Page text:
Picture 50Just give him the sausage.

Then Athena descends from the heavens to give Penelope a royal-makeover, a mani-pedi good enough for a queen. She inspires her with a plan, and Penelope goes to talk to the suitors. When they see her royal hotness, the suitors are entranced. Penelope tells them they need to start bringing her gifts. And so they do. After this, the suitors really party. You can almost hear the C&C Music Factory and smell the wine. Things get out-of-hand, there is more stool-tossing, and Telemachus shuts the party down, kicking everyone out (sort-of) except for Odysseus.

Telly and Odysseus use this opportunity to hide all the weapons in the palace. But lest we forget Odysseus-beggar has a date with Penelope. You would think, knowing this guy’s libido, he would toss off the costume and, er, announce himself, to his wife. You would be wrong. He goes through a whole charade, weaving a story for the weaver, of how he met Odysseus many years ago on his way to Troy. Penelope buys it. She then tells her maids to make a splendid bed for the beggar and bathe his feet. When she is washing his feet, Penelope’s maid recognizes Odysseus by a scar on his foot. She exclaims out loud that it is him, but once again Athena saves the day by making sure Penelope does not hear. Then Odysseus tells the maid if she tells anyone he will kill her. Oof. Bet she isn’t too glad he came home.

Now Penelope tells us something strange:

When night falls and the world lies lost in sleep
I take to my bed, my heart throbbing, about to break,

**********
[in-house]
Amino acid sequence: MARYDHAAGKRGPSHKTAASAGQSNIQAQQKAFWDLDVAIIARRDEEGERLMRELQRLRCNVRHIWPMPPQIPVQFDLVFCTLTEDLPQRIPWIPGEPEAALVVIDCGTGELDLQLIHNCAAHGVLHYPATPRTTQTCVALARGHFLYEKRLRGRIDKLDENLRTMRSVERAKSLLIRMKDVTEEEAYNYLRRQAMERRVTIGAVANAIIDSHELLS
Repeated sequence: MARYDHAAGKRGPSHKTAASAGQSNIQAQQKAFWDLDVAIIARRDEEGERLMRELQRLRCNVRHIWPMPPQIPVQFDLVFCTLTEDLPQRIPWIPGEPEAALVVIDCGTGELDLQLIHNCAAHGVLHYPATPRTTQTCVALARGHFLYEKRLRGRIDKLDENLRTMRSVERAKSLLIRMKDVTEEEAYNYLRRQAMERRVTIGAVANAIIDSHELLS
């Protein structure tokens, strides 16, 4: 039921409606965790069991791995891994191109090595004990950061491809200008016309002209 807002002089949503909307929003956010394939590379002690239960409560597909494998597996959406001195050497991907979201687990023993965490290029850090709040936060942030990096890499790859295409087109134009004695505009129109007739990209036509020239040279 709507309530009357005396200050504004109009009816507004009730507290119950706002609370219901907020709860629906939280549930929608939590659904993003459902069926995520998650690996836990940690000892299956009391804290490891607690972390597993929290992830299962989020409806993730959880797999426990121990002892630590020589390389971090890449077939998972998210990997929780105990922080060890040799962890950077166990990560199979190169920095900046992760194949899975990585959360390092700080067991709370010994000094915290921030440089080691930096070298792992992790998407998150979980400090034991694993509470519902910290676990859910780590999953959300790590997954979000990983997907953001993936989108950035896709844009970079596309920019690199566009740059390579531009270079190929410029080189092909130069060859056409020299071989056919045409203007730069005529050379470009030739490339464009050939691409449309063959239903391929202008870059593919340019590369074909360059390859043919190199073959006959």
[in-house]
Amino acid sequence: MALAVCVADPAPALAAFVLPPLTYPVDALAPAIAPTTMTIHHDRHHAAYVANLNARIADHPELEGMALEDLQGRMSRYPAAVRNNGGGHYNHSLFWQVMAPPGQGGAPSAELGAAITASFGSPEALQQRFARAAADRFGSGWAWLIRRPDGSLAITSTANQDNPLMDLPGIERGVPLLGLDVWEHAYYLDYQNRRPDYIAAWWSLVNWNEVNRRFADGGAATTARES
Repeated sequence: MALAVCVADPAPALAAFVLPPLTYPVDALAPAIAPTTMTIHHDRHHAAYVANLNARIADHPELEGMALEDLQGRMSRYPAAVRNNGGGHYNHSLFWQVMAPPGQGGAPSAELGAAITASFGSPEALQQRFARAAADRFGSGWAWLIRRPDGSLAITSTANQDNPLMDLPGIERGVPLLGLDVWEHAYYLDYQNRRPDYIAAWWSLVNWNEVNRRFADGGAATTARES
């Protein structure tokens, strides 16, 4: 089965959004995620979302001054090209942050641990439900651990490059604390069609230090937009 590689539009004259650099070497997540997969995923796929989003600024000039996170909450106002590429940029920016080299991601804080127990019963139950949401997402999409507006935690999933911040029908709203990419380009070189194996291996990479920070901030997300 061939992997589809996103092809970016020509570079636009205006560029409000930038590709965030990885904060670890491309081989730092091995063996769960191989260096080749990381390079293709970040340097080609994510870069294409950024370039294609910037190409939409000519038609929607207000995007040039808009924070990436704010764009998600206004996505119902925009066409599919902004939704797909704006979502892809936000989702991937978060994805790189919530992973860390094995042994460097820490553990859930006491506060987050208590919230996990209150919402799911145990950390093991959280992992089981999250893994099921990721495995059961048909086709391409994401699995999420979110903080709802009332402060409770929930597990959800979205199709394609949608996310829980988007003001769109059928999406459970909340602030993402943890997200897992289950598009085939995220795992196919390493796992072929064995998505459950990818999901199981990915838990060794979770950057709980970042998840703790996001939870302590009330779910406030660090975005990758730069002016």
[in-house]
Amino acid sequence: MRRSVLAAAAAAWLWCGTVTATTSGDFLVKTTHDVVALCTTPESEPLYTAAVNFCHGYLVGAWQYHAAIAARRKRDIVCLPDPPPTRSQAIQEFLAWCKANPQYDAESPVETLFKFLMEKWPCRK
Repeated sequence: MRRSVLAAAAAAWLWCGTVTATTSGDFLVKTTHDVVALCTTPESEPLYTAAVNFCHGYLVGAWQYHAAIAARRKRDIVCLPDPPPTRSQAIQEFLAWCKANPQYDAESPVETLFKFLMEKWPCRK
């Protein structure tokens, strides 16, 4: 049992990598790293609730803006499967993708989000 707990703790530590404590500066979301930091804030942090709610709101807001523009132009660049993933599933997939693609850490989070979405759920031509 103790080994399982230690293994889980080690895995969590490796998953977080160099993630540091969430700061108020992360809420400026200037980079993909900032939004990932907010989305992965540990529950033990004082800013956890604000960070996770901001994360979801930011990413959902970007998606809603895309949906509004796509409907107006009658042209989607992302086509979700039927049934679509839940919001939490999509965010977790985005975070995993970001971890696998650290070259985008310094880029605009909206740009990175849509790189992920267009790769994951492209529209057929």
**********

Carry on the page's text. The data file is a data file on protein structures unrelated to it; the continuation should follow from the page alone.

Anxieties, swarming, piercing – I may go mad…

Penelope has Restless Leg Syndrome!

Penelope tells Odysseus she is going to have a contest to win her hand in marriage; the suitor who can string O’s bow (not his oboe; many people do not know Odysseus was a world class oboe player) and shoot an arrow through 12 axe heads will win her hand, if not heart.

Not so much happens in the next book. Odysseus has some restless sleep. Penelope has some restless sleep. They both pray to the gods. Odysseus asks Zeus for a sign. Zeus sends him one (thunder & lightning; not very original for Zeus, but Odysseus buys it.). Odysseus-beggar goes to see his old stableman who comments that he looks a lot like Odysseus. We get another raucous feast with the suitors in which Odysseus-beggar gets a cow’s foot tossed at him, along with more verbal abuse.

Jeez! These suitors are real JERKS! Someone needs to teach them a lesson!

I wonder what will happen next…

Wandering Rocks starts Ulysses tomorrow!

Follow along in real time as Jerry tweets his way through page 1!

Starts at noon!

——

* = Wolf spent the rest of his life trying to establish this trope in other works of art but to little avail. In his twilight years Wolf claimed to have found it in several episodes of the OC on the WB, but he was mocked by his colleagues with a strain of vitriol that was excessive – even by German standards – and forced to recant. He was found dead at his desk in 1998 clutching a photograph of Misca Barton wearing a magic marker beard he had doodled in.

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One Response

  1. Ben and I will start the reading in central Pennsylvania. Where will YOU be when the reading begins?!!?

    PA is a lot like Ireland anyway.